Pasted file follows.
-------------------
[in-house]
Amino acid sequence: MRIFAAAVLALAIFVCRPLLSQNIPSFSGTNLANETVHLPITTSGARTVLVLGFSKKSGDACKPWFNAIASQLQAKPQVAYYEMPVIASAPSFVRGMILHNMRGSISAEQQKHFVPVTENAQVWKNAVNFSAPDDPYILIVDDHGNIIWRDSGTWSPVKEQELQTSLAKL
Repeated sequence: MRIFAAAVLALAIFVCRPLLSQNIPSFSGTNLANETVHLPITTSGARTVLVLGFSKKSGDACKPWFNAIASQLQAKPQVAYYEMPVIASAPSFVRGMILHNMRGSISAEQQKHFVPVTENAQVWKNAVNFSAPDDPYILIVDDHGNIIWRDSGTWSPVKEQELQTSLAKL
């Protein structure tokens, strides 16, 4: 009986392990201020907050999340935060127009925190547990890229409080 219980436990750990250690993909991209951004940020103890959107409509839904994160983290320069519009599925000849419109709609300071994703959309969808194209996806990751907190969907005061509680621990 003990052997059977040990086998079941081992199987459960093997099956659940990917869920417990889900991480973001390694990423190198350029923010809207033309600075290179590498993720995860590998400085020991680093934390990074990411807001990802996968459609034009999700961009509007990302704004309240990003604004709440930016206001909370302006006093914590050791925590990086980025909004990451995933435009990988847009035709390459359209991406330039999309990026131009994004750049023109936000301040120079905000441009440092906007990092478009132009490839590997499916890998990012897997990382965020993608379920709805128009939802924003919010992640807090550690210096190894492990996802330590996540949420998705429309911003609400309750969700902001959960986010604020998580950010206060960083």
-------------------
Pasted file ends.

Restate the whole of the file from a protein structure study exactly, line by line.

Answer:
[in-house]
Amino acid sequence: MRIFAAAVLALAIFVCRPLLSQNIPSFSGTNLANETVHLPITTSGARTVLVLGFSKKSGDACKPWFNAIASQLQAKPQVAYYEMPVIASAPSFVRGMILHNMRGSISAEQQKHFVPVTENAQVWKNAVNFSAPDDPYILIVDDHGNIIWRDSGTWSPVKEQELQTSLAKL
Repeated sequence: MRIFAAAVLALAIFVCRPLLSQNIPSFSGTNLANETVHLPITTSGARTVLVLGFSKKSGDACKPWFNAIASQLQAKPQVAYYEMPVIASAPSFVRGMILHNMRGSISAEQQKHFVPVTENAQVWKNAVNFSAPDDPYILIVDDHGNIIWRDSGTWSPVKEQELQTSLAKL
């Protein structure tokens, strides 16, 4: 009986392990201020907050999340935060127009925190547990890229409080 219980436990750990250690993909991209951004940020103890959107409509839904994160983290320069519009599925000849419109709609300071994703959309969808194209996806990751907190969907005061509680621990 003990052997059977040990086998079941081992199987459960093997099956659940990917869920417990889900991480973001390694990423190198350029923010809207033309600075290179590498993720995860590998400085020991680093934390990074990411807001990802996968459609034009999700961009509007990302704004309240990003604004709440930016206001909370302006006093914590050791925590990086980025909004990451995933435009990988847009035709390459359209991406330039999309990026131009994004750049023109936000301040120079905000441009440092906007990092478009132009490839590997499916890998990012897997990382965020993608379920709805128009939802924003919010992640807090550690210096190894492990996802330590996540949420998705429309911003609400309750969700902001959960986010604020998580950010206060960083």